Hello again, CLM.
While there are no visible changes, it feels good to be back as a CLM intern after a two month hiatus. During which, I was emergency hired as a real-life BLM employee in order to work extended hours on the lengthy Emergency Stabilization and Rehabilitation (ESR) process. Collecting seed and monitoring special status plants quickly shifted to making maps and isolating future seeding sites with GIS. After the hubbub of the emergency planning calmed down, office work thankfully turned to field verifying potential drill seeding locations. While most would not think it difficult to locate 5,000 acres of drill-seedable land in a 315,000 acre burn, taking a few steps in our field office quickly makes you aware of the challenges. Merely calling our land rocky would be a rude and insensitive statement, undermining the truly vast network of rough, jagged, and seemingly endless expanses of basalt.
The selection of seeding sites went roughly like this:
First, areas of high elevation and minimal slope were selected in the office using GIS. These sites were chosen in order to prioritize locations with the greatest potential of fending off that nasty cheat grass, while also providing the greatest probability of successful seedling establishment. Sites were further isolated based on the accessibility of a rangeland drill, which you can imagine as an agricultural seeding tractor, souped-up for planting on the moon. Next, came the fun part of driving around in a UTV (again, think lunar golf cart) to examine the predetermined areas and decide if our astral tractor would indeed be able to safely traverse the rough and varied landscape that is the Eagle Lake Field Office. Although rather bouncy, the realization that my job required me to partake in an activity which civilians would, and often do, shell out hundreds if not thousands of dollars for, was quite comforting. At that moment, I was cognizant of how awesome my job really is. I also took solace in the fact that this fun was not being had purely for visceral enjoyment, but in order to stabilize soil, mitigate invasive species expansion, and rehabilitate habitat for a nearly federally listed species. Did I mention the snow and subsequent mud? No? Well that was awesome too. Furthermore, once the field-verified locations were GPS’d, the sites were ready for the contracted team of archeologists to start surveying the 5,000 acres. That is a group of passionate individuals whose jobs I certainly do not covet.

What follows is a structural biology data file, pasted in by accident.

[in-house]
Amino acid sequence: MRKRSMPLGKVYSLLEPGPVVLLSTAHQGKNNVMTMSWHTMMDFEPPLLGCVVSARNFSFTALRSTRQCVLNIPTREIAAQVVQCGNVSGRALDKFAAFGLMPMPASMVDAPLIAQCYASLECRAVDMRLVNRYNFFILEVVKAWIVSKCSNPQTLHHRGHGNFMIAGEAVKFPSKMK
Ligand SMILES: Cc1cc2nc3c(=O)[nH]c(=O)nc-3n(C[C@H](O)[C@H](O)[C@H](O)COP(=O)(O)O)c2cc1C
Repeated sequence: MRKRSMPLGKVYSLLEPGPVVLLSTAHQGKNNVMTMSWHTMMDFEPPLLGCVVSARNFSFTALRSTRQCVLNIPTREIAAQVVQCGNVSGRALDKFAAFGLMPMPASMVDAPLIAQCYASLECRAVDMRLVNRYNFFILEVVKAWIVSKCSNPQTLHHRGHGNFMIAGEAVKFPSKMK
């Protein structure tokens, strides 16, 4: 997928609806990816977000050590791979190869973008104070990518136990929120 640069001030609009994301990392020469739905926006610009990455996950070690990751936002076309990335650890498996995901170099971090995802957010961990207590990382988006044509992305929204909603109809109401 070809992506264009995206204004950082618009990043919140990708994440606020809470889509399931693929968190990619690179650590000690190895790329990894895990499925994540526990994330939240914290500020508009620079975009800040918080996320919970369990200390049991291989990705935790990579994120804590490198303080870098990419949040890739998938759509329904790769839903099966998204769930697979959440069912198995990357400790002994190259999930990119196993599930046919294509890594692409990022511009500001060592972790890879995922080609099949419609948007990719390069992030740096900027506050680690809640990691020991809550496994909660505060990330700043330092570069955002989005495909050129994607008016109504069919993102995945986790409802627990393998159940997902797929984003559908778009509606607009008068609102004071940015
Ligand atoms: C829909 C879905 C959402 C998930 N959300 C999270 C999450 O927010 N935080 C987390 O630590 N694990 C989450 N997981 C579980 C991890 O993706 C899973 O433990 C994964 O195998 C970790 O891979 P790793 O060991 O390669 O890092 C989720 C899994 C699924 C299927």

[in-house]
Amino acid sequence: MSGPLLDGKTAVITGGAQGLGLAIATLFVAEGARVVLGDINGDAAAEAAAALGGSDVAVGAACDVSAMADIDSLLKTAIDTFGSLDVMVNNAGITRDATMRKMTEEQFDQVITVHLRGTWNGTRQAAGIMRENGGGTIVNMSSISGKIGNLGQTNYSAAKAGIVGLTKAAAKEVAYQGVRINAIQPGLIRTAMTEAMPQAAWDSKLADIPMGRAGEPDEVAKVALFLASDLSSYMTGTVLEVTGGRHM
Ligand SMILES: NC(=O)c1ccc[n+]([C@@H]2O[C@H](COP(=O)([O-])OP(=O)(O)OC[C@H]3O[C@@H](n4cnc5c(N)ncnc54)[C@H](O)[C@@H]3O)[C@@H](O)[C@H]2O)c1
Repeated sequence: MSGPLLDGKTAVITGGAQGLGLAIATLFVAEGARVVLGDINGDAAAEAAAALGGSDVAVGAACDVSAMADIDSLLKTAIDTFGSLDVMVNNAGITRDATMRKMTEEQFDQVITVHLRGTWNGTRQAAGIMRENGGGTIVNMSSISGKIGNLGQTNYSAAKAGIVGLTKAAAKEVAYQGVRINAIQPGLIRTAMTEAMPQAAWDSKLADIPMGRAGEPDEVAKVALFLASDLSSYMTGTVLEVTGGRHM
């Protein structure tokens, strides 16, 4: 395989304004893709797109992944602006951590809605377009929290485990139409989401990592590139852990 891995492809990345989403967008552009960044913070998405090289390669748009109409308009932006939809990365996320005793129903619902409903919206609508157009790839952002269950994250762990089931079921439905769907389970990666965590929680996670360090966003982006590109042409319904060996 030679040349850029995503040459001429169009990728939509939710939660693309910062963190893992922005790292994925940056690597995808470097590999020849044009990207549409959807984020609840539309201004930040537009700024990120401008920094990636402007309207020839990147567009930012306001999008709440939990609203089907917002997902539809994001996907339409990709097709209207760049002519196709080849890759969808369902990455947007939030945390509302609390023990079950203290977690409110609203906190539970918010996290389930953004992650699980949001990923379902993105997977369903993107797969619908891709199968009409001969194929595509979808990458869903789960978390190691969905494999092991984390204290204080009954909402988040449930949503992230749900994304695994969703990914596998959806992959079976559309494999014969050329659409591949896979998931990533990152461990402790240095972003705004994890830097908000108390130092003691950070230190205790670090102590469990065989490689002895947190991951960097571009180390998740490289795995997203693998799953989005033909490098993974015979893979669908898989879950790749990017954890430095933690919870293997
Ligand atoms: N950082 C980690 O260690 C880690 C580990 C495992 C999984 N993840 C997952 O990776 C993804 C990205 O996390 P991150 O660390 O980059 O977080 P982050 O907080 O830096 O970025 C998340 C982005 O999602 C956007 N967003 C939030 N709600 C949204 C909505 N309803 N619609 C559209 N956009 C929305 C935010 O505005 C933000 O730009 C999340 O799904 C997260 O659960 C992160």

This leaves us at the current state of the drill seeding endeavor. Once the first patches of land are cleared by the surveyors, the actual drill seeding will begin. Although delayed from when it would have been ideal to start seeding, this IS the time in the high desert to initiate seed dispersal. The new appearance of moisture to the landscape allows for seed propagation and initial root development. The ephemeral blankets of snow provide both cover from wind erosion and albeit brief, reoccurring periods of soil saturation.
The multitude of factors contributing to such a seemingly minor endeavor makes the entire process lengthy. However, these steps appear necessary to ensure that the multiple resources are managed properly.
In addition to work, personal life has been great as well. Weekends have been punctuated by lengthy trips to Yosemite, Tahoe and South Eastern Oregon, during which I have enjoyed hiking, climbing, caving and camping. All of this really makes a kid from the Midwest truly thankful for our country’s varied landscape. Never stop the adventure.